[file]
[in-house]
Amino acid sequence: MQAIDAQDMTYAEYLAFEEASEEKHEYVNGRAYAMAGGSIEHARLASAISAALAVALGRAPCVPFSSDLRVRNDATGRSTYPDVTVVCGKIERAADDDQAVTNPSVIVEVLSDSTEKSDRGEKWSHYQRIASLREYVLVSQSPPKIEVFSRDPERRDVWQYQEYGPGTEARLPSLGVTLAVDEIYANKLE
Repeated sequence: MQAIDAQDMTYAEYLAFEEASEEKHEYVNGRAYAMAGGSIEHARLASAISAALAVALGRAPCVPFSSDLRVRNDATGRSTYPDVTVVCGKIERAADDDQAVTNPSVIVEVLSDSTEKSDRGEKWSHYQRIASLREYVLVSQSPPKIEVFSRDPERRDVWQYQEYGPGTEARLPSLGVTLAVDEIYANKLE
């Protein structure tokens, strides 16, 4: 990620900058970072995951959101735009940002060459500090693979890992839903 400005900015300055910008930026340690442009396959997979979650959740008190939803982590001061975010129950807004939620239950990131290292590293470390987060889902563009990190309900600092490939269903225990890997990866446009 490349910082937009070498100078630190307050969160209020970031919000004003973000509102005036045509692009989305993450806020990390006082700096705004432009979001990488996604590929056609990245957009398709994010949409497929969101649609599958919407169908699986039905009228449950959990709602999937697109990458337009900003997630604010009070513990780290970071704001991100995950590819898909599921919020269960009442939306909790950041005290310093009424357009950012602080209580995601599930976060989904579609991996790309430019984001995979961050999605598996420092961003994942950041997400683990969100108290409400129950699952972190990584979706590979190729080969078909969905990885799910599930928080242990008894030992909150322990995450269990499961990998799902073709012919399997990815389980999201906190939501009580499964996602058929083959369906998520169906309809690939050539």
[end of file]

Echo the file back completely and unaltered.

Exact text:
[in-house]
Amino acid sequence: MQAIDAQDMTYAEYLAFEEASEEKHEYVNGRAYAMAGGSIEHARLASAISAALAVALGRAPCVPFSSDLRVRNDATGRSTYPDVTVVCGKIERAADDDQAVTNPSVIVEVLSDSTEKSDRGEKWSHYQRIASLREYVLVSQSPPKIEVFSRDPERRDVWQYQEYGPGTEARLPSLGVTLAVDEIYANKLE
Repeated sequence: MQAIDAQDMTYAEYLAFEEASEEKHEYVNGRAYAMAGGSIEHARLASAISAALAVALGRAPCVPFSSDLRVRNDATGRSTYPDVTVVCGKIERAADDDQAVTNPSVIVEVLSDSTEKSDRGEKWSHYQRIASLREYVLVSQSPPKIEVFSRDPERRDVWQYQEYGPGTEARLPSLGVTLAVDEIYANKLE
């Protein structure tokens, strides 16, 4: 990620900058970072995951959101735009940002060459500090693979890992839903 400005900015300055910008930026340690442009396959997979979650959740008190939803982590001061975010129950807004939620239950990131290292590293470390987060889902563009990190309900600092490939269903225990890997990866446009 490349910082937009070498100078630190307050969160209020970031919000004003973000509102005036045509692009989305993450806020990390006082700096705004432009979001990488996604590929056609990245957009398709994010949409497929969101649609599958919407169908699986039905009228449950959990709602999937697109990458337009900003997630604010009070513990780290970071704001991100995950590819898909599921919020269960009442939306909790950041005290310093009424357009950012602080209580995601599930976060989904579609991996790309430019984001995979961050999605598996420092961003994942950041997400683990969100108290409400129950699952972190990584979706590979190729080969078909969905990885799910599930928080242990008894030992909150322990995450269990499961990998799902073709012919399997990815389980999201906190939501009580499964996602058929083959369906998520169906309809690939050539």